Why Does My Cat Attack My Wife But Not Me?
If your cat appears to be attacking your wife, but not you, you may be left scratching your head wondering why and what you can do to stop it.
Why Does my Cat Attack my Wife but Not Me?
Cats seldom do anything without provocation. That being said, what you think is an aggressive act may not be the same as what your cat considers threatening. Assuming your wife is the primary caregiver, your cat could be trying to communicate to her that they require immediate assistance at the food bowl, or the litter box has one too many poops in it.
So, now you know why your cat may be doing this. But, do cats really have favorites? Are they territorial? What happens if your cat is not correctly socialized? Keep reading for these answers, and so much more…
Is your cat attacking your wife, or asking for her attention?
It is important to distinguish between whether your cat is actually attacking your wife or just trying to get her attention. Ask yourself the following questions:
- Is your cat hungry?
- Is the litterbox dirty?
- Have there been any changes in household composition? Did you recently move or did anyone move in or out?
- Are there any new pets in the home?
If the answer to these questions is no then figuring out what is wrong with your temperamental tabby and how to fix it could be a bit more complicated.
Do Cats Have Favorites?
Ironically enough, not only do cats have favorites but 9 times out of 10, they are more likely to scratch and bite their favorite humans over the ones who completely ignore their existence. Why is this the case? Because cats see eye contact as a threat and people see eye contact as affection and respect.
Think about two cats that are about to throw down, they will hard stare at one another while emitting a high pitched melody of meows mixed with spitting and hissing. What are they saying to the other cat? I see you and you better stay put right there.
How to Stop Your Cat From Attacking Your Wife?
Cats use scratching as a form of social play, meaning they will come up and bat their paws at you in an attempt to get you to follow them or engage in playtime with them. They also use their claws as a way to lash out when they are feeling stressed out, anxious, or threatened.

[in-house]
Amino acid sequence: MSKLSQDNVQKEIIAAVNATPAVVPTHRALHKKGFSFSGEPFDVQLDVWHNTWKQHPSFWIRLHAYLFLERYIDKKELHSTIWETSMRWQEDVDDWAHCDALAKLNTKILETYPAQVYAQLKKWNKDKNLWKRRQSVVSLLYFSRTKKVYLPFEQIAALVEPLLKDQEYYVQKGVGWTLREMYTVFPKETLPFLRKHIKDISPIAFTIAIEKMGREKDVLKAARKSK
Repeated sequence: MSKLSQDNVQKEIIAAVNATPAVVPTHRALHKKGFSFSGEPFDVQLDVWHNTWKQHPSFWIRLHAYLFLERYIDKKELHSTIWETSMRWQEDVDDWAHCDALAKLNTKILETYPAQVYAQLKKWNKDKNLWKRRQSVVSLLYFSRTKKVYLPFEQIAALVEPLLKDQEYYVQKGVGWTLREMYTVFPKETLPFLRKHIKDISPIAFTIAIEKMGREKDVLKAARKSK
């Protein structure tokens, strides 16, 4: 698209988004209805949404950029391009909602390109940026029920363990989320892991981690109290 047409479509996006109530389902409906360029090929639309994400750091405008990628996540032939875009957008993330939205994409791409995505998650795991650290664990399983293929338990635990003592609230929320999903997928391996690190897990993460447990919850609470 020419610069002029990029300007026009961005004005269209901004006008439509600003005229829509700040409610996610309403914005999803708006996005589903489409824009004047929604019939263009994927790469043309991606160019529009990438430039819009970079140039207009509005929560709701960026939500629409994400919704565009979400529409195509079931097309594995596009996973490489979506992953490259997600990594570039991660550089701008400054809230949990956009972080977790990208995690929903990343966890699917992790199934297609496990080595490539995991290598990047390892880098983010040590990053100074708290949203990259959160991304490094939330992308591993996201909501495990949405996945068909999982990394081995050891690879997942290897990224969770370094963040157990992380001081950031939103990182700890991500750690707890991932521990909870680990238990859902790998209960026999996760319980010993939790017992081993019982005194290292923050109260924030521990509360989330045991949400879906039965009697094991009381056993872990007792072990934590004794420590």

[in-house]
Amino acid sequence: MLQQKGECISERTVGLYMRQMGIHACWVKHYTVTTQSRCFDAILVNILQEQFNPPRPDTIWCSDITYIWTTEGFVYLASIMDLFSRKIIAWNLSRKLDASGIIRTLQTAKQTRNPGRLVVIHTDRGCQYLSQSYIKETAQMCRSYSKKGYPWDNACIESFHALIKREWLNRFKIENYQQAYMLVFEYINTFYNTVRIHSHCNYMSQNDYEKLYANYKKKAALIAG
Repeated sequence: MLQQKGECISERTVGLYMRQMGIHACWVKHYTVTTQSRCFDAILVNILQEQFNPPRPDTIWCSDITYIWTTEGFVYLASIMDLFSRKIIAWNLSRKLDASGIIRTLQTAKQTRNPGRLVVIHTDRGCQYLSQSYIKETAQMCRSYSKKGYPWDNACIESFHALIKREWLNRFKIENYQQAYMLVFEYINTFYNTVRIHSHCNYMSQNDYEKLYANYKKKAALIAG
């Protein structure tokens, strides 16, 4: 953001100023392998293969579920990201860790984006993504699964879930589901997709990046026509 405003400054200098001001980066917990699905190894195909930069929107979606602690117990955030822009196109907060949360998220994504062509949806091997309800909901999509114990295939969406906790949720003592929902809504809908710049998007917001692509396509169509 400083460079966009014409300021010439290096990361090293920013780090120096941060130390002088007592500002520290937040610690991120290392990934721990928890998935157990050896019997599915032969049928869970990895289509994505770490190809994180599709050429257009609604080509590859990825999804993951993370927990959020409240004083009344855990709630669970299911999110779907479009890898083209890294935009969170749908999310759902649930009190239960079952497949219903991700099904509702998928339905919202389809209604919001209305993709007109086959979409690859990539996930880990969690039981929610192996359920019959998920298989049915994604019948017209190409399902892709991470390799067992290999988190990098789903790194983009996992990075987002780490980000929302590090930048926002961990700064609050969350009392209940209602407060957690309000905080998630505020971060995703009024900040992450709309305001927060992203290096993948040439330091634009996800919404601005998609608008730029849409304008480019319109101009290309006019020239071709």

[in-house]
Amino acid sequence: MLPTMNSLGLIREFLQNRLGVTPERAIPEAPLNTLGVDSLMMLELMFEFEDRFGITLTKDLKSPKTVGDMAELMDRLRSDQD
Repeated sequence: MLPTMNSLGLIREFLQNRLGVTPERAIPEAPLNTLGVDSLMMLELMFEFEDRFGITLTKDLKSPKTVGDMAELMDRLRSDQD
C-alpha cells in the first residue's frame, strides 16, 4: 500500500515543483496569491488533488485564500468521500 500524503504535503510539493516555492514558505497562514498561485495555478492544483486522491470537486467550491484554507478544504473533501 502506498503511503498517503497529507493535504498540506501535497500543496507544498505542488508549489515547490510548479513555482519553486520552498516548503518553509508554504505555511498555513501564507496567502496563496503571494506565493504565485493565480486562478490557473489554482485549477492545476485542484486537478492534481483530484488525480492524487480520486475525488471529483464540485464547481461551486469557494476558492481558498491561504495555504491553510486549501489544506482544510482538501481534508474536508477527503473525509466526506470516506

Simple Body Language cues to avoid
Avoiding direct eye contact and abstaining from using verbal cues even when the scratch takes you by surprise is going to be key in getting your kitty to stop the assaults on your wife.
Is your cat feeling sick?
Something to consider besides the aforementioned questions is whether or not your cat is sick. Have there been any other signs that your cat is not feeling themselves i.e. diarrhea, constipation, vomiting, runny eyes, and nose or trouble urinating? Perhaps your wife has been using a new fragrance or began working at a particularly smelly job (Click here to see if your cat is worried, while you are away) and your cat does not understand why their mom smells so bad.
Finding the source of the problem
Whatever the case may be the only way you will be able to get your cat to stop attacking your wife is to find the source of their anxiety and resolve it by taking the following actions.
- Make sure your cat feels safe and secure with plenty of places to perch and hide out when they are feeling nervous.
- Wear your cat out. Playing helps prevent overstimulation that causes unresolved anxiety.
- Respect your cats’ personal space. When a cat wants to interact they will come to you to get attention. Avoid following or chasing your cat when they are playing independently.
- Never physically punish your cat for aggression. The cat will only see this as a challenge and the level of aggression will increase.
Taking cues from your cat about when to give attention and what type of attention they are seeking and when is key to stopping your cat from going on the attack.
Are Cats Territorial?